Marriage

Marriage [N] [T] [E] [S]

An intimate and complementing union between a man and a woman in which the two become one physically, in the whole of life. The purpose of marriage is to reflect the relationship of the Godhead and to serve him. Although the fall has marred the divine purpose and function of marriage, this definition reflects the God-ordained ideal for marriage from the beginning.

The Image of God. Genesis 1:26-27 declares that mankind (adam [d'a]) was created in God's image with a plural composition of male and female, each separately in God's image (cf. Gen 5:1-3 ; 9:6 ; 1 Cor 11:7 ; Col 3:10 ; James 3:9 ). Although the image of God is never defined in Scripture, contexts in which God's image are discussed must define the concept (cf. 2 Cor 3:18 ; and Col 3:10 ). God's image in Genesis 1 includes ruling, creativity (procreation), reasoning power, decision-making, and relationship.

The relational aspect of God's image is reflected in the bringing together of male and female in "one flesh" ( Gen 1:27 ; 2:21-24 ). This oneness with sexual differences portrays various aspects of God's image: same nature and essence, equal members, intimate relationship, common purpose, and distinct personalities with different roles, including authority and submission. In the Trinity the Father leads, the Son submits to the Father, and the Holy Spirit submits to both the Father and the Son. However, all three are fully and equally deity. Likewise, male and female in the marriage relationship are of the same nature and essence, equal as persons (cf. Gal 3:28 ), intimate in relationship, common in purpose, but distinct personalities with different roles: the husband leads and the wife submits to his leadership (cf. Eph 5:31 ). Marriage appears designed to reflect the same relational unity-in-plurality as the Godhead. Marriage, the most intimate human relationship, was appropriately chosen to reflect this relational aspect of the divine image. Each sex alone incompletely exhibits this part of the divine image. This open intimate relational aspect of God's image, reflected in marriage, was marred by the fall (cf. Genesis 3:7 Genesis 3:10 ), causing each mate to hide (cover oneself) from each other and from God.

Marriage is the most basic and significant social relationship to humankind. This relationship must be nurtured and maintained for the welfare of all. Without marriage, society will fail.

God's design for marital relationship is heterosexual, not homosexual, and monogamous, not polygamous. This relational aspect of God's image in marriage has analogues portrayed in Yahweh's relation with Israel ( Isa 54:5 ; Jer 31:32 ; Ezek 16:8-14 ; Hosea 2:14-20 ) as well as in Christ's relation with the church ( Eph 5:21-33 ; cf. 1 Cor 11:1-3 ; 2 Cor 11:2 ; Rev 19:7-9 ). Israel is portrayed as Yahweh's wife ( Isa 54:5 ; Jer 31:32 ; Ezek 16:8-14 ; Hosea 2:14-20 ). Her idolatrous unfaithfulness and disobedience to Yahweh are frequently depicted as spiritual "adultery" ( Num 25:1-4 ; Judges 2:17 ; Jer 3:20 ; Ezek 16:15-59 ; 23:1-48 ; Hosea 1:2 ; 2:2-13 ; 3:3 ) for which she was punished by captivity. Yahweh "divorced" his "unfaithful wife" ( Isa 50:1 ; Jer 3:8 ; Hosea 2:2 ), but ultimately will have compassion and delightfully restore her to faithfulness and holiness ( Isa 54 ; 62:4-5 ; Ezek 16:53-63 ; Hosea 2:14-3:1 ).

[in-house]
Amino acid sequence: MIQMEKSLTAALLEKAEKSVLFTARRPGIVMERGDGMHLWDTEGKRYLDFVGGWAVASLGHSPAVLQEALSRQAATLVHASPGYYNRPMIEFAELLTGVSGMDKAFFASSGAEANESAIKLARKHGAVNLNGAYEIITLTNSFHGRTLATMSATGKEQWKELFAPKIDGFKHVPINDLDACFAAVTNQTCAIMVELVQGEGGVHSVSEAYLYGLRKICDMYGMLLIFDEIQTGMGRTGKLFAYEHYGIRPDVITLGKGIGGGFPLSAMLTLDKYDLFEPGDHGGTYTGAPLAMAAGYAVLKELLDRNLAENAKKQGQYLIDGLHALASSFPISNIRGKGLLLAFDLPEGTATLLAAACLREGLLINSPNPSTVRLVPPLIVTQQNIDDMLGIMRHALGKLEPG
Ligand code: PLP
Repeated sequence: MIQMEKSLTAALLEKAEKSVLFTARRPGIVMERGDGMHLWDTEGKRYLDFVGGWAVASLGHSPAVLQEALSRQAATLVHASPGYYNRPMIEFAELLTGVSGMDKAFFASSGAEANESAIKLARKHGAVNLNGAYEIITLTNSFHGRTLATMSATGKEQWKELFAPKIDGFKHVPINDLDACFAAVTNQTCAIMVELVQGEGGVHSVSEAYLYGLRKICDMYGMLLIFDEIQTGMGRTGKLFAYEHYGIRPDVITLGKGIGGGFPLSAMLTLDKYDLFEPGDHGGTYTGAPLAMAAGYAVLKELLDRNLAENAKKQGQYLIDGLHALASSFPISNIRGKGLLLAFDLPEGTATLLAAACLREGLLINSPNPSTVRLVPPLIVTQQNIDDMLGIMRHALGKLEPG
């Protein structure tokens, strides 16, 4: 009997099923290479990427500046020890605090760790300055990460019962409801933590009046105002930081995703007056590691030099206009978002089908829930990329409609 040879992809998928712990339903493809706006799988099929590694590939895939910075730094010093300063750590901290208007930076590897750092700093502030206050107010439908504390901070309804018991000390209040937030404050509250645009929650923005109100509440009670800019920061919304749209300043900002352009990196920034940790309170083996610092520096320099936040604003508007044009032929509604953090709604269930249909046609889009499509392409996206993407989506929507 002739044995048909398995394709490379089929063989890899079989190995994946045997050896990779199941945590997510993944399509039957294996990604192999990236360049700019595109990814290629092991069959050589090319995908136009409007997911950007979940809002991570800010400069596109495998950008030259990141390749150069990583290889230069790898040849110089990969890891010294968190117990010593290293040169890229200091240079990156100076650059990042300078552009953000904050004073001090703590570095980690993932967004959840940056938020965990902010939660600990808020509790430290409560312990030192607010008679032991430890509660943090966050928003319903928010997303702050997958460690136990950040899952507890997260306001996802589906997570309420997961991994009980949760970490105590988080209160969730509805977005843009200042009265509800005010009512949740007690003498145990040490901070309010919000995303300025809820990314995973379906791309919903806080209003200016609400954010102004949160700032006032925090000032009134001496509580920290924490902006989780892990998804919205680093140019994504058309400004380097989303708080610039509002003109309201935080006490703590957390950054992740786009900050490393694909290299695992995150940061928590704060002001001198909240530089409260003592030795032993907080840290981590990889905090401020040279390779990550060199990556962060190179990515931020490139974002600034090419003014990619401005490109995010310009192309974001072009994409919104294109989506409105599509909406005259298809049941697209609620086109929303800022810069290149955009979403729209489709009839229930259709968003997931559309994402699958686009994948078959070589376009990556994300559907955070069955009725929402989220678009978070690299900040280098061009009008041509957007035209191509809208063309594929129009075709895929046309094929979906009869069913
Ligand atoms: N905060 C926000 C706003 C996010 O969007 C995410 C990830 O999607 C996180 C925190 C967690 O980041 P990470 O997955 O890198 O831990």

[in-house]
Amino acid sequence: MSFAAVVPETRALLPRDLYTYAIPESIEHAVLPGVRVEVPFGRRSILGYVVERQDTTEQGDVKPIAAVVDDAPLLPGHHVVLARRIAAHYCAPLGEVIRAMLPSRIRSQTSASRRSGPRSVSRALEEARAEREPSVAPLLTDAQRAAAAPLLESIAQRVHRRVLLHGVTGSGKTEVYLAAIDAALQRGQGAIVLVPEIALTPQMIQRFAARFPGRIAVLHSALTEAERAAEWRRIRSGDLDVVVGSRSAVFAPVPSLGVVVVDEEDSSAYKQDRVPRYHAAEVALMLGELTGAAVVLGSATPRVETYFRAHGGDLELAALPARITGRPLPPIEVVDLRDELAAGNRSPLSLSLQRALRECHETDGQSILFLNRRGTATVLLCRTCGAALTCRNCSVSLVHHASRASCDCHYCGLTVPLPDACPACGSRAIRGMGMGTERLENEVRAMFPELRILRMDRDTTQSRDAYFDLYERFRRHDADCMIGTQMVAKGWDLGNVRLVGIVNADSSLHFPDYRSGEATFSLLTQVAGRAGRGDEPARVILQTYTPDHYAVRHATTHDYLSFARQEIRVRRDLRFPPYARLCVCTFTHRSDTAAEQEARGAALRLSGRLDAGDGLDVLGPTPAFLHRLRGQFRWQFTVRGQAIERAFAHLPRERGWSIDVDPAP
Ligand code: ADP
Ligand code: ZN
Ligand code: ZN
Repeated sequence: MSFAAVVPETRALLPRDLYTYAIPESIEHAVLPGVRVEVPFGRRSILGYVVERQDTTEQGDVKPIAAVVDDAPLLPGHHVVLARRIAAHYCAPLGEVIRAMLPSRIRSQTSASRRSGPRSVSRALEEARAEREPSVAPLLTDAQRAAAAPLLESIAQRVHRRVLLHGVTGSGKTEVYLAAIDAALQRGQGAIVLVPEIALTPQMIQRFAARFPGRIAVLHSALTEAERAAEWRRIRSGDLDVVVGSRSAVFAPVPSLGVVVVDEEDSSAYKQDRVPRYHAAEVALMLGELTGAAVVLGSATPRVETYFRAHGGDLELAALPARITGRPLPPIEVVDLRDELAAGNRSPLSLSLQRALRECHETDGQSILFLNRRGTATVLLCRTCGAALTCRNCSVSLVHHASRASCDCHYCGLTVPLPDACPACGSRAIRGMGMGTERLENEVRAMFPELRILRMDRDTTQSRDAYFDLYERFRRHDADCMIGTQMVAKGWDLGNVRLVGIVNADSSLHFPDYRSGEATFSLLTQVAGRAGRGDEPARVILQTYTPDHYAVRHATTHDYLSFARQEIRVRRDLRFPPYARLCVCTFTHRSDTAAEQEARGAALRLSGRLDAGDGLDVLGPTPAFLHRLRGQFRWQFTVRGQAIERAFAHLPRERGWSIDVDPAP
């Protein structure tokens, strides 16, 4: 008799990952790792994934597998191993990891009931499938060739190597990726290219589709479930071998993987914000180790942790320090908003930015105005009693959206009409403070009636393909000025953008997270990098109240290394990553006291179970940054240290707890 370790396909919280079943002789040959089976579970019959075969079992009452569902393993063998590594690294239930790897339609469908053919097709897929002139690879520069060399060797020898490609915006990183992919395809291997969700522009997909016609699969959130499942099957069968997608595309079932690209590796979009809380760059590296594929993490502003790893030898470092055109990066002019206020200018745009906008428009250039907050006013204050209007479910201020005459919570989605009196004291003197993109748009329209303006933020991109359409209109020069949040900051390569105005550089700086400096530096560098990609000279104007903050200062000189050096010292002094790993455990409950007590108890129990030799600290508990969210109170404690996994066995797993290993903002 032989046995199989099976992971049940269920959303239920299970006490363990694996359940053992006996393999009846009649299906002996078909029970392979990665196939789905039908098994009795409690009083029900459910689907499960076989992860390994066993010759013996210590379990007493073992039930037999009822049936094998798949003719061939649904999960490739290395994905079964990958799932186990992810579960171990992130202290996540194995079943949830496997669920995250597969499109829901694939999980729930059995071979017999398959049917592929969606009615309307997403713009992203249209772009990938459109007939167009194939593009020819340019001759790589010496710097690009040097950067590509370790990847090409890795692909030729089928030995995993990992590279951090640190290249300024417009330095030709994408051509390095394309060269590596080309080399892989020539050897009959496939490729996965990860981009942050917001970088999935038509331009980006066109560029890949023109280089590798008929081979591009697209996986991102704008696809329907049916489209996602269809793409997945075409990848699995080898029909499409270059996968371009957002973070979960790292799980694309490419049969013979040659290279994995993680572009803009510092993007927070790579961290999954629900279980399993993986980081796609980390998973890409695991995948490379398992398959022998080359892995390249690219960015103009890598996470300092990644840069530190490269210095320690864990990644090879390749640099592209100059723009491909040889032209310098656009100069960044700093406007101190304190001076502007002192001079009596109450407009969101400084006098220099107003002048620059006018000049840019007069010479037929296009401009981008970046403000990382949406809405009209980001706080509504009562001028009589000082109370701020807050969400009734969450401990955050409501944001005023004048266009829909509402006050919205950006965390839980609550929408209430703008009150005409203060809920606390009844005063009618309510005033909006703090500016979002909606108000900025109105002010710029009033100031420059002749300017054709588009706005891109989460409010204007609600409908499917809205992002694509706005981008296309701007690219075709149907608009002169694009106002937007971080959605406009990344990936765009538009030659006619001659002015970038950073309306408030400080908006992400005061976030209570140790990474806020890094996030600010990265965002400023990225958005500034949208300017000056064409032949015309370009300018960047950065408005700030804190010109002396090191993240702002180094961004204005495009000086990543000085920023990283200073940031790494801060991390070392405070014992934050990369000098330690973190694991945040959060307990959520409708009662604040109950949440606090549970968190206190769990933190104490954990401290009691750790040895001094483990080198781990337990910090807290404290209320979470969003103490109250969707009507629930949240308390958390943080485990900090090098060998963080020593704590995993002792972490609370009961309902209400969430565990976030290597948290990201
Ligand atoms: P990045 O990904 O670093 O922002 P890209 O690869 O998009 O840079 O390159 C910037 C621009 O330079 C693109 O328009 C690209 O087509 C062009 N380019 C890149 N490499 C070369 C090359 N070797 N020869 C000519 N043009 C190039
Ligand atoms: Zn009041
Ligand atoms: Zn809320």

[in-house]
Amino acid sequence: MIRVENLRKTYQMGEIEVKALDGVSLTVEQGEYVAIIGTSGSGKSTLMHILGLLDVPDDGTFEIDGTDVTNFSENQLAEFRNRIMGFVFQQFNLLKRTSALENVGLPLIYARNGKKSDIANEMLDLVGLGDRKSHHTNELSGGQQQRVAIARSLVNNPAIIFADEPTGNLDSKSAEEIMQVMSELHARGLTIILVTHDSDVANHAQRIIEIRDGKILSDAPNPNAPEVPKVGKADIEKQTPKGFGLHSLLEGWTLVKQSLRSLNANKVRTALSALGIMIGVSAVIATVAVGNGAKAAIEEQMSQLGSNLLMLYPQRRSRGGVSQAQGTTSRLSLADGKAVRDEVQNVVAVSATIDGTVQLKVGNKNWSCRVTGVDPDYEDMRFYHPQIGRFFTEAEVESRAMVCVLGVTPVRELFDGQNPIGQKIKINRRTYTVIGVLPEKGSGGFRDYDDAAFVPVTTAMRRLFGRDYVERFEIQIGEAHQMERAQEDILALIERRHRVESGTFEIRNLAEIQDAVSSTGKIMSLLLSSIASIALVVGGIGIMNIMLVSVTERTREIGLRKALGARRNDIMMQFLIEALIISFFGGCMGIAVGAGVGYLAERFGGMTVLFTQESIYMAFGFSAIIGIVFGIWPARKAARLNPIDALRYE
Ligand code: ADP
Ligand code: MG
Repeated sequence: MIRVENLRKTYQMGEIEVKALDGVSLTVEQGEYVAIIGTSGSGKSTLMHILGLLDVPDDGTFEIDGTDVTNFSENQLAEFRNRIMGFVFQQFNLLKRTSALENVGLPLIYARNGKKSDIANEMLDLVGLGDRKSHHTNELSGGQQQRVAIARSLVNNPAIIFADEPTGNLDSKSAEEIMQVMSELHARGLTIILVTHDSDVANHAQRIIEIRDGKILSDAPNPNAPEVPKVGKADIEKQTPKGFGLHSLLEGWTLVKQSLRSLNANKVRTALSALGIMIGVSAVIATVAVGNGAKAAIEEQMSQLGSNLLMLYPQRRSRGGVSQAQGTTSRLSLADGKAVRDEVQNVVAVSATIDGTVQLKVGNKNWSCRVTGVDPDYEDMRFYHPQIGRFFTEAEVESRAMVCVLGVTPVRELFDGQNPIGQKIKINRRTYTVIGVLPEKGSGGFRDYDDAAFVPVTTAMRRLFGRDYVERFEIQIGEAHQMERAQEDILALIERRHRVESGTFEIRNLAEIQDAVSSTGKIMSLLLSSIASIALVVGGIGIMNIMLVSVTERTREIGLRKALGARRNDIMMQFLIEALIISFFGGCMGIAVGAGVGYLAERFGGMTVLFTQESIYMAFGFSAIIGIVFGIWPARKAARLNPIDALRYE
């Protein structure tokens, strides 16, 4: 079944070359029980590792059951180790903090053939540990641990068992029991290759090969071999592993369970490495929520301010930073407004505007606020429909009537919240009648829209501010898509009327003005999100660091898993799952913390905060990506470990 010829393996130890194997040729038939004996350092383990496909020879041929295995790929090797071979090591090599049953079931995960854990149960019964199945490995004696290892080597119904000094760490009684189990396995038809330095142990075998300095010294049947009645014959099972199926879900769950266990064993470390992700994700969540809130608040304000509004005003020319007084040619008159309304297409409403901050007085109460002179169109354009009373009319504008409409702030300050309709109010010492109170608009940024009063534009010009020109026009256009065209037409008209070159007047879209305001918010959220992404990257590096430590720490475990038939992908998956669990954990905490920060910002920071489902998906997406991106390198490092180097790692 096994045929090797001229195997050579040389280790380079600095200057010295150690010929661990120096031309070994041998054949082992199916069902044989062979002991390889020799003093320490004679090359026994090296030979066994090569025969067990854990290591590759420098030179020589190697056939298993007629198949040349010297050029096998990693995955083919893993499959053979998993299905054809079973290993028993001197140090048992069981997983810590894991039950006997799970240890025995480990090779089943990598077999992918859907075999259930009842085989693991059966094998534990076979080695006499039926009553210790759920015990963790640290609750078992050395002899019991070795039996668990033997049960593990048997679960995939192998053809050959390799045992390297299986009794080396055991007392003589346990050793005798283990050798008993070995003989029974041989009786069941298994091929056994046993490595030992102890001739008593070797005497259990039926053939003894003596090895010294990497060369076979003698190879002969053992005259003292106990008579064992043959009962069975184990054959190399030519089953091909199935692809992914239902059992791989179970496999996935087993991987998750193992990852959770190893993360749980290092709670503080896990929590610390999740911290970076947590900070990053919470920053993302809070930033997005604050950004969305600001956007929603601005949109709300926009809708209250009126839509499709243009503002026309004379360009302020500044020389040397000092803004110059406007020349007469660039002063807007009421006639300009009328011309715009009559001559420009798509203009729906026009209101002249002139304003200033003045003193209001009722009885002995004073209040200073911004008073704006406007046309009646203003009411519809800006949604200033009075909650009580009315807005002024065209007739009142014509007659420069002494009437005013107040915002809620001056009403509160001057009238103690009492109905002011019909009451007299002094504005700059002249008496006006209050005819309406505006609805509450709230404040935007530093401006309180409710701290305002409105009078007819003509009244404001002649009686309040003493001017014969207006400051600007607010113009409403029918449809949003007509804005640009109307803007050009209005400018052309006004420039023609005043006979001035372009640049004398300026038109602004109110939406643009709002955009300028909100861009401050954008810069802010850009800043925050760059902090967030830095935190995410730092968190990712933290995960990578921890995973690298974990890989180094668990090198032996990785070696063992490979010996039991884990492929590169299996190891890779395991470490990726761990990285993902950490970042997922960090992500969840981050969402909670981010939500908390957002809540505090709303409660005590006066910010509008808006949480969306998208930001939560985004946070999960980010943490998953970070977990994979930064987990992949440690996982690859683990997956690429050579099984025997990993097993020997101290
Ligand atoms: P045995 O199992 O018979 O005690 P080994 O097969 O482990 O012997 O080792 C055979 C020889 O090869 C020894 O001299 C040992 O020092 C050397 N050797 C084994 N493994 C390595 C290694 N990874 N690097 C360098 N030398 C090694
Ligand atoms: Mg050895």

New Testament marriage imagery describes the relationship between Christ and his church (cf. 2 Cor 11:2 ; Eph 5:21-33 ; Rev 19:7-9 ). The church, Christ's bride, is sacrificially loved by Christ, just as a husband should love his wife ( Ephesians 5:25 Ephesians 5:28-30 Ephesians 5:33 ). The husband's responsibility is leadership, even as Christ is the head of the church, his body ( Eph 5:23 ). The wife responds submissively to her husband's sacrificial love like the church submits to Christ's ( Ephesians 5:22 Ephesians 5:24 Ephesians 5:33 ). The husband's love assists her in becoming holy and blameless before God, even as Christ presents the church without blemish to the Father ( Eph 5:26-28 ). Christ's relationship with the church becomes the functional model for a marriage relationship.

God commanded the male and female to perform two specific functions: procreation ("fruitful and multiply") and ruling over the earth ("subdue" and "rule") ( Gen 1:28 ). These are functions that reflect God's image. Humankind (male and female) receive God-ordained authority to rule over the rest of creation, but not over each other.

Human reproduction comes through intimate sexual union designed only for the marriage relationship. Cohabitation abuses the procreative nature of the marriage relationship. While reproduction is a divine purpose of marriage, some couples are unable to have children for various physical reasons. This does not make their marriage second-rate or inferior. However, a married couple should desire to obey the divine injunction of procreation if possible. Children are one manifestation of the "one flesh" of marriage. The procreative injunction obviously precludes homosexual "marriages."

The Marriage Union as God's Work. God brings a man and a woman together in marriage ( Matt 19:6 ; cf. Eve to Adam, Rebecca to Isaac ). It is not humankind's prerogative to separate what God has chosen to put together ( Matt 19:6 ).

As creator of the marriage relationship, God becomes the essential supporting party to a marriage, giving wisdom, discretion, understanding, and love to protect the union and to enable it to honor God ( Prov 2:6-16 ; 1 Cor 13 ). A marriage can glorify God and function properly only when both partners are believers in the Messiah, Jesus. Then the Holy Spirit guides and enables them in their roles and functions. Continued reliance upon God is imperative for believing spouses.